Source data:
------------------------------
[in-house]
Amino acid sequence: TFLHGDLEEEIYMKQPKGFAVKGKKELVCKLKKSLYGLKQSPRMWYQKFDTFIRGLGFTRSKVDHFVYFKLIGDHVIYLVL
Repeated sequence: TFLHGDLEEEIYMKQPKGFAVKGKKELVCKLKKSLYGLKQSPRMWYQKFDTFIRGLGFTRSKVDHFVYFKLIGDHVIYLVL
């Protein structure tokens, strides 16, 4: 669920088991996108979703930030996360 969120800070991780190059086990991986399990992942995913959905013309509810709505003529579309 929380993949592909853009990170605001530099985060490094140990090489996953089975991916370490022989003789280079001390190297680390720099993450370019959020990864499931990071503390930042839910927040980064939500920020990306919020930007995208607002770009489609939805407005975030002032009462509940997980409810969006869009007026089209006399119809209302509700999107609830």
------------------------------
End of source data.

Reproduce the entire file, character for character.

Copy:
[in-house]
Amino acid sequence: TFLHGDLEEEIYMKQPKGFAVKGKKELVCKLKKSLYGLKQSPRMWYQKFDTFIRGLGFTRSKVDHFVYFKLIGDHVIYLVL
Repeated sequence: TFLHGDLEEEIYMKQPKGFAVKGKKELVCKLKKSLYGLKQSPRMWYQKFDTFIRGLGFTRSKVDHFVYFKLIGDHVIYLVL
């Protein structure tokens, strides 16, 4: 669920088991996108979703930030996360 969120800070991780190059086990991986399990992942995913959905013309509810709505003529579309 929380993949592909853009990170605001530099985060490094140990090489996953089975991916370490022989003789280079001390190297680390720099993450370019959020990864499931990071503390930042839910927040980064939500920020990306919020930007995208607002770009489609939805407005975030002032009462509940997980409810969006869009007026089209006399119809209302509700999107609830």